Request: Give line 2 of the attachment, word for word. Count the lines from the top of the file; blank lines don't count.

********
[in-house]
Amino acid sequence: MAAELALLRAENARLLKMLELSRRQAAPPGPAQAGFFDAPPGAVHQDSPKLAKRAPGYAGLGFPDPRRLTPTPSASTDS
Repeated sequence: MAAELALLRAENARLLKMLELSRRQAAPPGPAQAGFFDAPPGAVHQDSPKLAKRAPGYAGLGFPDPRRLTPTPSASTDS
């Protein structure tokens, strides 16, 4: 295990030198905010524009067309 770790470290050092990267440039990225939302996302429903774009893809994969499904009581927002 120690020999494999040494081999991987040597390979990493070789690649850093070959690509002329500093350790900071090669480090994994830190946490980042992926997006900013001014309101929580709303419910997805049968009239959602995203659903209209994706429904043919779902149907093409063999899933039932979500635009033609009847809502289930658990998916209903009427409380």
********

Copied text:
Amino acid sequence: MAAELALLRAENARLLKMLELSRRQAAPPGPAQAGFFDAPPGAVHQDSPKLAKRAPGYAGLGFPDPRRLTPTPSASTDS